Fixed block scheduling is common practice: all 6 outpatient centers that we have documented data from in Table 1 use the same scheduling assumption. It does not count for the fact that EGD procedures finish sooner than a colonoscopy and a double procedure would. It is true that this difference does not really matter, provided that there is a good mix of these three procedure types over the clinical day in a procedural room (one shorter procedure may compensate for another that takes longer). Still, the schedule hardly represents the reality.

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Figure 10: Optimizing rescheduling in real-time while making sure that patient will be done with their preparation in due time: (a) clinical day as it happens; (b) optimum rescheduling.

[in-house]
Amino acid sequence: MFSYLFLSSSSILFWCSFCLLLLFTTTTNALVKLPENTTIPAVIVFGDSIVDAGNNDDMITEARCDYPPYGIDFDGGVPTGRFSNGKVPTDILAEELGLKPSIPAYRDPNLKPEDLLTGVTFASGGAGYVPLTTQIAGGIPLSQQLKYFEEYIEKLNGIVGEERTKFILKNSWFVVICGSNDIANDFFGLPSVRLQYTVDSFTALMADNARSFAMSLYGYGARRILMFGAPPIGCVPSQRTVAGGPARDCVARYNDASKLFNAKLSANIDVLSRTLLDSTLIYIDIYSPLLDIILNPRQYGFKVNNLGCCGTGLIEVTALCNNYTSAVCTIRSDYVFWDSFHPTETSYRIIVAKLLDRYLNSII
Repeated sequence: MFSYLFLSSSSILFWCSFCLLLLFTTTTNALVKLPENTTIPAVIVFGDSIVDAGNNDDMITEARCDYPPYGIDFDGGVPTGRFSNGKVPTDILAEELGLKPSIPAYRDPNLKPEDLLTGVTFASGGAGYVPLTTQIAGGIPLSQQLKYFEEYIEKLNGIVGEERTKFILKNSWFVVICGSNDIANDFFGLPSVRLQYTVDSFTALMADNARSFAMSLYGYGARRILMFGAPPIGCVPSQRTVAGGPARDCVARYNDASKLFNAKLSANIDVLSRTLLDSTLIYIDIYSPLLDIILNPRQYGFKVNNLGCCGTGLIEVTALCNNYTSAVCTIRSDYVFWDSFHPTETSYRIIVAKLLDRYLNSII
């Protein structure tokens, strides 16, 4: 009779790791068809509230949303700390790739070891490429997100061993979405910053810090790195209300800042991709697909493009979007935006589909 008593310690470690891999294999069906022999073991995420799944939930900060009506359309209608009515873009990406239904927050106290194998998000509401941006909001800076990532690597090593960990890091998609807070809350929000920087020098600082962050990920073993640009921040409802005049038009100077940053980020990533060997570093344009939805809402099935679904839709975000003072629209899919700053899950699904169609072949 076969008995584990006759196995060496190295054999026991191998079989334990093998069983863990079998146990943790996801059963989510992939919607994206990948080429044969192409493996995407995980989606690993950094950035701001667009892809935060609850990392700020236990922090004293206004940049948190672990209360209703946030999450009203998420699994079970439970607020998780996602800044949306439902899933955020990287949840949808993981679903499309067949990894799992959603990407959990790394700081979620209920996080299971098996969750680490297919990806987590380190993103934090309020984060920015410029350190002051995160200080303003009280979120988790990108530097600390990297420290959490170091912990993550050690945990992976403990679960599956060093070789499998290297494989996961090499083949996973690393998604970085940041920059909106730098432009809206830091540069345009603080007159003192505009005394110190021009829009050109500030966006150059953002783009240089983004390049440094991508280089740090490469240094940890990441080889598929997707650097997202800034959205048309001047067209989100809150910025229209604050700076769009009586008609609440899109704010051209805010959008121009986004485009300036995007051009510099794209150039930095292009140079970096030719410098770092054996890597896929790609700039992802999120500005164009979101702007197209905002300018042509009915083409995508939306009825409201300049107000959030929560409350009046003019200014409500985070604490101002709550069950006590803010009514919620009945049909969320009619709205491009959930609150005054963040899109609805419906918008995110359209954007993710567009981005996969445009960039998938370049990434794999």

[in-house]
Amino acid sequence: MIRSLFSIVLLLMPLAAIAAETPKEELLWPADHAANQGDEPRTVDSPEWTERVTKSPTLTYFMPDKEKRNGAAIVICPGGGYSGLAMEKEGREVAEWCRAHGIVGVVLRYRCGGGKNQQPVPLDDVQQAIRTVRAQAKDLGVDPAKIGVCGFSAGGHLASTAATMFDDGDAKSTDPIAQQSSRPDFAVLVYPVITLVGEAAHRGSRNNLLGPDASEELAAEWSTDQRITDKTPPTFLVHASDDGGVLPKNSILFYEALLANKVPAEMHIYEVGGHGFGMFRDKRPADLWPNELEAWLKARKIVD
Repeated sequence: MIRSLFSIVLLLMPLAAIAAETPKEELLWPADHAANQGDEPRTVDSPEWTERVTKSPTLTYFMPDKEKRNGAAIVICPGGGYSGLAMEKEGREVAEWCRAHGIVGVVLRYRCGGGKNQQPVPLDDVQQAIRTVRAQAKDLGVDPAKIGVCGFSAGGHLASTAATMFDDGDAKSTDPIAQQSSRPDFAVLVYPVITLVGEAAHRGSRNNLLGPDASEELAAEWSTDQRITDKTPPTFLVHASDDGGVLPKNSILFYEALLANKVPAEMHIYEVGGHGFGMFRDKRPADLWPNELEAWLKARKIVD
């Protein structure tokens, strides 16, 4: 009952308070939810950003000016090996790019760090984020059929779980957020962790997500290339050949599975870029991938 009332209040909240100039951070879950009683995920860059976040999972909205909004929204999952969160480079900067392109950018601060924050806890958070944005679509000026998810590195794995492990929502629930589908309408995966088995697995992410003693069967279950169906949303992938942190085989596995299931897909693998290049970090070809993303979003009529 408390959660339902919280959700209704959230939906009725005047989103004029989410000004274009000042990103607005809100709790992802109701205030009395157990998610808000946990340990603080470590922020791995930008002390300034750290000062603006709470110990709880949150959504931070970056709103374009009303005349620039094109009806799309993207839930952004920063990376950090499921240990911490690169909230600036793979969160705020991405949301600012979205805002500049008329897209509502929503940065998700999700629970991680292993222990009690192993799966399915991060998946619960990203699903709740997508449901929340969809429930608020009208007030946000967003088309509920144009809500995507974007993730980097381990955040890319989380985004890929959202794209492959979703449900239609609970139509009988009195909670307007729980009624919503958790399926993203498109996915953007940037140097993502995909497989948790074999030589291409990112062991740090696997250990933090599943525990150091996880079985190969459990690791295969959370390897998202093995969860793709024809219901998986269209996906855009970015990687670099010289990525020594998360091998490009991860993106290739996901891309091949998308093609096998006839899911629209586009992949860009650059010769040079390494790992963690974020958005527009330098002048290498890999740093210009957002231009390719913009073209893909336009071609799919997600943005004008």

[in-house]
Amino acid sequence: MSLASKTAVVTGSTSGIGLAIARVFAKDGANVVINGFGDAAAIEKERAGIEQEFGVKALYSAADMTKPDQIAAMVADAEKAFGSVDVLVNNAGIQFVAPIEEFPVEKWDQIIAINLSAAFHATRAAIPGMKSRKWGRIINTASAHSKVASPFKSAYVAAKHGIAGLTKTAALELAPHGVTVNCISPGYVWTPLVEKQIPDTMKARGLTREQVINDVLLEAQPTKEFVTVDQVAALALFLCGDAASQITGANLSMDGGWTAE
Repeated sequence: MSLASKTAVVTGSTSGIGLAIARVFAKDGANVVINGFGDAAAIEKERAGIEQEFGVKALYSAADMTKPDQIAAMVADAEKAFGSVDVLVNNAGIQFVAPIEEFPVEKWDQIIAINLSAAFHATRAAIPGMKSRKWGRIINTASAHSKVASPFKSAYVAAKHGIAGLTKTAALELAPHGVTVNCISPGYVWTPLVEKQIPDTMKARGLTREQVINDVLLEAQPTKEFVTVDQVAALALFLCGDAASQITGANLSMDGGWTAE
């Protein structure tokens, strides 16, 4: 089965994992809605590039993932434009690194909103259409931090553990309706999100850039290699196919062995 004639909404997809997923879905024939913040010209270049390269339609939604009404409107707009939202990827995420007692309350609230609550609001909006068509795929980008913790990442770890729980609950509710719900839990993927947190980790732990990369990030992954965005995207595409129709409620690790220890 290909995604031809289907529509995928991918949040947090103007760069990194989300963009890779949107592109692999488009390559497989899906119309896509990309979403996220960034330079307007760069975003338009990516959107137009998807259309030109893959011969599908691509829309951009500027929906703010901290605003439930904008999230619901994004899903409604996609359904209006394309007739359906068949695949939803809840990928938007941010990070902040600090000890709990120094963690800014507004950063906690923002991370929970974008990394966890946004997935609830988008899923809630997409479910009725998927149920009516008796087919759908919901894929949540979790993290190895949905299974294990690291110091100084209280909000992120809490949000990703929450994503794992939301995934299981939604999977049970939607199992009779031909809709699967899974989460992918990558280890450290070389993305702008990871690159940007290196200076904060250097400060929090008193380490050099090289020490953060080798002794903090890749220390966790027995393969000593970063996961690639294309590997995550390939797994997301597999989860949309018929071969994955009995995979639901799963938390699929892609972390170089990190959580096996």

Figure 12 gives a representative example of what happens in GI Lab 2 when decisions with rescheduling are made based on the intuition of the manager or any staff who may have a say. As we described earlier, our cyber-physical sensor (termed as our FES sensor) installed on the endoscopic video system allows us to have automatic timestamps on usage, state of scope (i.e., scope active, scope out but plugged, etc.), identification of scope reference number, and type of scope. There are instances where two different scopes are used during the same procedure. From this information consolidated with the EHR system, we create an accurate timeline of procedure room states – see figure 11. The classic order is the patient enters the room (black bar with a circle on the graph) then the procedure starts (red block for colonoscopy/lower, blue for EGD/upper) and last the patient leaves the room (black line with a triangle) - double procedures can be recognized as the quick succession of an active upper scope followed by an active lower scope. We can also compare this timeline corresponding to the true procedural room utilization with the timeline corresponding to the block scheduling of that same procedural room as initially scheduled before the clinical day started. By overlaying these two timelines, following a logical order and matching start and end of procedures, we can visualize when there is a match or difference between block allocations, as exemplified in Figure 12. Differences can be of different nature: (i) missing procedure in the EHR, (ii) different order of procedures and last, but not least, (iii) wrong room number. To point out these differences with accuracy, we have shown on the right of Figure 12, the initial schedule at the beginning of the day with 30-minute block allocation per patient. According to the initial schedule, in Room 1 provider ‘NC’ is supposed to have 10 colonoscopies. The reality was different, first another provider called ‘MF’ had one procedure in this room that day. This colonoscopy was scheduled but scheduled for the same time as NC’s 3rd colonoscopy at 09:00. NC performed 12 procedures that day instead of the 10 according to the initial schedule. Indeed, two other procedures, an EGD and a double, were scheduled at the same times of two colonoscopies (one at 13:30 and one at 14:00). Because of this, the staff in this room finished at 15:30 rather than at 14:30. A similar event happened in Room 3, with provider DH having one EGD and one colonoscopy scheduled at 10:00 making the colonoscopy named ‘DH8’ on the timeline start at 12:15 instead of 10:30; overall DH is finishing the day one hour late as well. One can wonder, for example, why MF did one procedure in Room 1 while there were free blocks available in Room 4 where MF’s other procedures took place. Now, we will present a software solution to achieve rescheduling in real-time that can be tested with the digital twin prior to making any decision in order to avoid missing opportunities in procedural room allocations.